Opioid Overdoses Fuel Rise in Accidental Deaths
Opioid overdoses are fueling a sharp increase in accidental deaths in the United States, according to a new report by the National Safety Council.
Helping patients with substance use disorders manage their other health problems can assist them in their recovery, says Sharone Abramowitz, MD, co-chair of the recent California Society of Addiction Medicine conference. She notes addiction medicine professionals often ignore patients’ other chronic health conditions.
“We don’t want to forget the rest of health when treating substance use disorders,” says Dr. Abramowitz, a psychiatrist and psychotherapist in private practice and Director of Behavioral and Addiction Medicine for the Primary Care Medicine Training Program at Alameda Health System. “It’s not just about relapse prevention – we also want to focus on things that improve health.”
People addicted to drugs or alcohol may be out of touch with their bodies, she says. “Often there’s been a lot of damage to their health through substance abuse. We may have to help them deal with diet, exercise, medication management and access to other physical health resources they may need. They can be driven back to using if they are struggling with poor health control.”
This holistic approach is not common in the addiction medicine field, she observes. “Often in substance abuse treatment, we are very focused on helping the person maintain recovery and prevent relapse, with 12-step work and medications that can help in the substance abuse recovery process and co-morbid mental health recovery processes.”
In primary care, however, there has been a growing recognition that most patients with chronic conditions, including substance use disorders, “need a different kind of health system than one that focuses on acute health management.” The chronic care model supports patients in better self-managing their chronic conditions and their overall health. “We need to partner with patients and be very empathic, and understand the barriers that keep them from better self-managing their issues,” Dr. Abramowitz says. “This model is very well elaborated for chronic conditions such as diabetes, but it is also needed for substance use disorders.”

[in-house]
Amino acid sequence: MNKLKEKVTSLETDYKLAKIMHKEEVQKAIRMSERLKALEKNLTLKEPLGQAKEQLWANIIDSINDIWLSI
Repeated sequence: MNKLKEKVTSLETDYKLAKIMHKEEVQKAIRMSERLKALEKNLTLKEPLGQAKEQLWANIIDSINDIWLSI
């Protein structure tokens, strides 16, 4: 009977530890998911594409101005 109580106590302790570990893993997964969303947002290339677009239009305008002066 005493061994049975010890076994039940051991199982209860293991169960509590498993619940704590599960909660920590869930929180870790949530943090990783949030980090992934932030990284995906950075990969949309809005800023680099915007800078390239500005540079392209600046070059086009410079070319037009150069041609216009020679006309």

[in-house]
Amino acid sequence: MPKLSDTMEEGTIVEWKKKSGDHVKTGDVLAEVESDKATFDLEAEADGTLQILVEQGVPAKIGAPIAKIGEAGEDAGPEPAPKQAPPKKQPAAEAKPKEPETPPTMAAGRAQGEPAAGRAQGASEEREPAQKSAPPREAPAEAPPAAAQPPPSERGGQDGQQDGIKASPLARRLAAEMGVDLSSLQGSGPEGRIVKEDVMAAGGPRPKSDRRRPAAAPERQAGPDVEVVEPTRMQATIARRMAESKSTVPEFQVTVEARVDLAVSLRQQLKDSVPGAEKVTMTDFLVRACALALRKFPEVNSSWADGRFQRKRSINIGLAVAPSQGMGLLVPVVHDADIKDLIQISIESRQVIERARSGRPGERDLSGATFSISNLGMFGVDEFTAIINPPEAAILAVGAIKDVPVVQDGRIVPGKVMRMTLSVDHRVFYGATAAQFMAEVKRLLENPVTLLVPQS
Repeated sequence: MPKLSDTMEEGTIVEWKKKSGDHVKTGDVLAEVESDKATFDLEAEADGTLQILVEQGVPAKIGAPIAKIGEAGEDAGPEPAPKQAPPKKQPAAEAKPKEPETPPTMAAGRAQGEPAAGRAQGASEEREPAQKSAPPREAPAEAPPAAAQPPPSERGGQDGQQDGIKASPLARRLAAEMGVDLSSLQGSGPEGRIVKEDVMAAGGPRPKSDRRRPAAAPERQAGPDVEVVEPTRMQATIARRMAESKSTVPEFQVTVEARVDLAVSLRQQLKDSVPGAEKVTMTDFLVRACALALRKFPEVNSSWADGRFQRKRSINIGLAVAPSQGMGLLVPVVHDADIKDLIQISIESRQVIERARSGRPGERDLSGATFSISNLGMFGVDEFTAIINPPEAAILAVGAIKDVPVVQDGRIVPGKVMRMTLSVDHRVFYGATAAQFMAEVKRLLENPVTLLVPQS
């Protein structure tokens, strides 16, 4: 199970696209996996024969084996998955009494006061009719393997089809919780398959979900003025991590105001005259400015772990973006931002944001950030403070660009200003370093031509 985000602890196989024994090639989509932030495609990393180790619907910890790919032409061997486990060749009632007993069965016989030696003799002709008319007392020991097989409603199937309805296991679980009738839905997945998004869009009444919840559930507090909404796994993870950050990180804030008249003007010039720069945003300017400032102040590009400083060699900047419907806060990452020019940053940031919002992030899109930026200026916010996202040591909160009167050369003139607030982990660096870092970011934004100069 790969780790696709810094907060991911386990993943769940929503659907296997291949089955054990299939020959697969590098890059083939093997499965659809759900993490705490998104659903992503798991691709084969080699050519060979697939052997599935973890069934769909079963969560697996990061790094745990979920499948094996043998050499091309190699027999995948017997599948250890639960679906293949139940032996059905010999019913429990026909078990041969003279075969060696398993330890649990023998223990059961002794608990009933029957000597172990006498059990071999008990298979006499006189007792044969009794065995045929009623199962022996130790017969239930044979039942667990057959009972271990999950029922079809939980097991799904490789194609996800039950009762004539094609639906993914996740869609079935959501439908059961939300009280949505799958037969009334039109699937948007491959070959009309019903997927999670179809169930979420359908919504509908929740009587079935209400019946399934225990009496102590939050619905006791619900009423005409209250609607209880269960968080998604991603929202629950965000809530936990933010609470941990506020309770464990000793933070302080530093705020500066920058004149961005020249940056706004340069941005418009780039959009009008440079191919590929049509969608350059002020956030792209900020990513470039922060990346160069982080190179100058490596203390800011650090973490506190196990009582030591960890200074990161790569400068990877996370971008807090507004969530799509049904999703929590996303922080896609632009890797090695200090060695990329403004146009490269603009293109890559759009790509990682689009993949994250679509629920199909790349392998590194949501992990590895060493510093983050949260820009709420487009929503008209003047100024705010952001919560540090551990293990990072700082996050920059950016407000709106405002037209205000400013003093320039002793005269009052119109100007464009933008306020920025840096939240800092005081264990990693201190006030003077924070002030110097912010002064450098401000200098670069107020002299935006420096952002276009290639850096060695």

For patients with alcohol use disorders, self-management could include 12-step work and making sure they know how to take naltrexone. It also should include a broader look at their health, she notes. “Over 50 percent of people in substance use treatment are still smoking, and many have unhealthy diets—just take a look at the food they tend to serve at 12-step meetings as an example.”
Recovery counselors can help patients by doing something as simple as asking when was the last time they saw a doctor. “If the patient hasn’t seen their primary care doctor in awhile, the counselor can ask what the barriers are. They can ask if they’re taking regular walks. It’s a matter of putting a patient’s whole health on your radar when you work in recovery.”
Professionals working with patients with a substance use disorder can collaborate with them to draw up a self-management ‘action plan’ to improve their whole health. “It needs to address the barriers in their life, and has to be realistic—based on something very doable that can help patients succeed,” says Dr. Abramowitz, who co-authored a paper, “Helping Patients Help Themselves: How to Implement Self-Management Support,” for the California Healthcare Foundation.
Generally, she first waits until a patient is stable in their recovery before expanding the plan to cover their overall health. “We make the plan very specific and concrete. For instance, the person will state how many 12-step meetings they will attend a week, and with whom. I’ll ask about what they are doing around exercise and then collaborate with them on creating a simple exercise plan, if they feel ready. Perhaps they will come up with walking three days a week for half an hour, and naming the specific days and times they will do it. Then I’ll check in with the patient to see how it’s going.”
She finds that patients whose plan includes ways to improve their overall health do better in their recovery work. “When they’re exercising and eating better and starting to go to the doctor, it seems to help them stay on track with their other recovery work – one feeds the other,” she says. “We need to be conscious of the patient’s whole health and how it’s intersecting with the recovery process.”